Dr Joanna Ostapkowicz

Research Profile


Current Activities


Jaguars, Raptors and the Patterns of War: 14th-18th century South American Indigenous sculptural arts

jagwars project logo


The jagWARS project, supported by a research grant from the Gerda Henkel Stiftung, brings together a select corpus of over 100 Amazonian/northeastern South American carvings held in the collections of over 30 international museums, in a study of their materials, chronologies and iconography.  These carvings, linked together by a strong stylistic cohesion, will be the focus of a comprehensive study aimed at placing this little known artistic heritage within its cultural and historic context. The carvings span ceremonial drug paraphernalia, often featuring jaguar and raptorial bird imagery, as well as large double-handed clubs with elaborate two-dimensional design panels, four of which were recently dated to ~AD 1300-1600 as part of a preliminary project on the Ashmolean’s South American collections ("Origins of Tradescant's 'India Occidentali' Wooden Clubs



SIBA: Stone Interchanges in the Bahama Archipelago (AHRC, PI; 2017-2019; Host institution: University of Oxford)


This international collaborative project, linked with 8 partner institutions in the Caribbean, UK, Europe and US, aims to better understand the connections between the Lucayans (the people of the Bahamas and Turks and Caicos Islands, ca. AD 600-1550) and the chiefdoms of the Greater Antilles (Cuba/Hispaniola) through the study of over 300 exotic stone artefacts found in the Lucayan archipelago, now in museum collections. The study will use state-of-the-art techniques, developed by Co-I Prof. Gareth Davies (Vrije Universiteit, Amsterdam) as part of the Nexus 1492 project, to determine the original source of the stones, and in so doing, will enable researchers to explore the various connections (social, political, economic) between island peoples.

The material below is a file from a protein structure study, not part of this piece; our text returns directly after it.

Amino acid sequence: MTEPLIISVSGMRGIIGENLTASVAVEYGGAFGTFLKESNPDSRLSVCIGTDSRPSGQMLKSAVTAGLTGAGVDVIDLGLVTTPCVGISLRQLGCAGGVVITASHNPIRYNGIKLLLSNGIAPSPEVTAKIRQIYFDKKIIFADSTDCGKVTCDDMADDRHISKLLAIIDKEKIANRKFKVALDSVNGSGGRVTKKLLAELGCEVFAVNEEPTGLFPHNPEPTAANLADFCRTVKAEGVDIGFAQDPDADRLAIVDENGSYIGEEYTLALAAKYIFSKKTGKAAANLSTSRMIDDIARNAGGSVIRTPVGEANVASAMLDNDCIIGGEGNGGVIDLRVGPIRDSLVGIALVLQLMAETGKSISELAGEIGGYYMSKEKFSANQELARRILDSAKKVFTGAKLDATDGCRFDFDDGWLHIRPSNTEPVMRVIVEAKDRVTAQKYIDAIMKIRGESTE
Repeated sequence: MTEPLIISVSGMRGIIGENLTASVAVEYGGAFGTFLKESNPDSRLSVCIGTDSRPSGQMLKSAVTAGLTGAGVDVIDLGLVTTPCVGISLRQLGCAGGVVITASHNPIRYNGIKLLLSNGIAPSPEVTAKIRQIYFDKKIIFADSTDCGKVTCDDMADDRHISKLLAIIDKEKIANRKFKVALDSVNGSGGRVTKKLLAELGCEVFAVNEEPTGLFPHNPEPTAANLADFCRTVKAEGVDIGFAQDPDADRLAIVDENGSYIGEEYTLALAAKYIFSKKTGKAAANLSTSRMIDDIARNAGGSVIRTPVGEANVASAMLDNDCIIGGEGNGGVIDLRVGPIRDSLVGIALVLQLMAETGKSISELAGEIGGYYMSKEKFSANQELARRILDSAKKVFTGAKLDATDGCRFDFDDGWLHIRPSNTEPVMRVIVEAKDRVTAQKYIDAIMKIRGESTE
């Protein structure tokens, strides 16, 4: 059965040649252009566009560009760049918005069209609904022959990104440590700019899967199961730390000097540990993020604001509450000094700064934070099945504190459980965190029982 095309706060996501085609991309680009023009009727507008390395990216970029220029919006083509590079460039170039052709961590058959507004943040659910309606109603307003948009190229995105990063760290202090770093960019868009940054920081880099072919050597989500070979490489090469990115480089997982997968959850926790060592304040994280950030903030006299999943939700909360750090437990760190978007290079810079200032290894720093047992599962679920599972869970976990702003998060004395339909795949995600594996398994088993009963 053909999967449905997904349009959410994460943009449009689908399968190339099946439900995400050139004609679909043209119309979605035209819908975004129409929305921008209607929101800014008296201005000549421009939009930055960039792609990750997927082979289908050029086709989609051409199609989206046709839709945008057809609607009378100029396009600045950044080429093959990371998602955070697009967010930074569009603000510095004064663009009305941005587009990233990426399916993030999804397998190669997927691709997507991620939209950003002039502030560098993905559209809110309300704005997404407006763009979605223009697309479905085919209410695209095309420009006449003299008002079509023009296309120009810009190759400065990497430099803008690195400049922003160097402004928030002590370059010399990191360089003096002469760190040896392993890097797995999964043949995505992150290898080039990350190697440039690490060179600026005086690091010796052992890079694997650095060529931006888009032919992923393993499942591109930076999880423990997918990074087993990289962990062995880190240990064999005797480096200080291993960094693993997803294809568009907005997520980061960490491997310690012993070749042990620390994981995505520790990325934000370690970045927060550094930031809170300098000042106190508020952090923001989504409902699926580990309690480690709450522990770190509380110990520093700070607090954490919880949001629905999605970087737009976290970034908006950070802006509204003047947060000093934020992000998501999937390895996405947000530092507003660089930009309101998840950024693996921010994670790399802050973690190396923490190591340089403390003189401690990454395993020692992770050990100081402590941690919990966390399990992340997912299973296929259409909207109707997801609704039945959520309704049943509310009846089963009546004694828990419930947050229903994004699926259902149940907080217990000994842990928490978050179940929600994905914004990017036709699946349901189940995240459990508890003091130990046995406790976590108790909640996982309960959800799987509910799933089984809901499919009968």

Black Pitch, Carved Histories: Prehistoric wood sculpture from Trinidad’s Pitch Lake (AHRC, PI; 2014-2016; Host institution: National Museums Liverpool)

The study investigates the chronological and cultural context of wood artefacts recovered from Pitch Lake, Trinidad – the largest concentration of woodcarvings from the Lesser Antilles. Collections held in three international museums have undergone analysis, including the development of radiocarbon techniques specifically targeting pitch contamination issues, led by Co-I Dr. Fiona Brock (Cranfield Forensic Institute), and the establishment of a strontium ‘isoscape’ for the twin islands.

Pre-Hispanic Sculptural Arts in wood (Getty Foundation Collaborative Research Grant, PI; British Academy Large Research Grant, PI; 2007-2010; Host institution: National Museums Liverpool)

The large-scale collaborative project focused on establishing the first chronologies for Caribbean wood carvings. It involved the collections of 20 institutions in 8 countries, and an international team of colleagues, including the Oxford’s Radiocarbon Accelerator Unit, UK; the USDA Forest Services, USA; the Max Planck Institute for Evolutionary Anthropology, Germany and the Department of Chemistry, University of Pisa, Italy.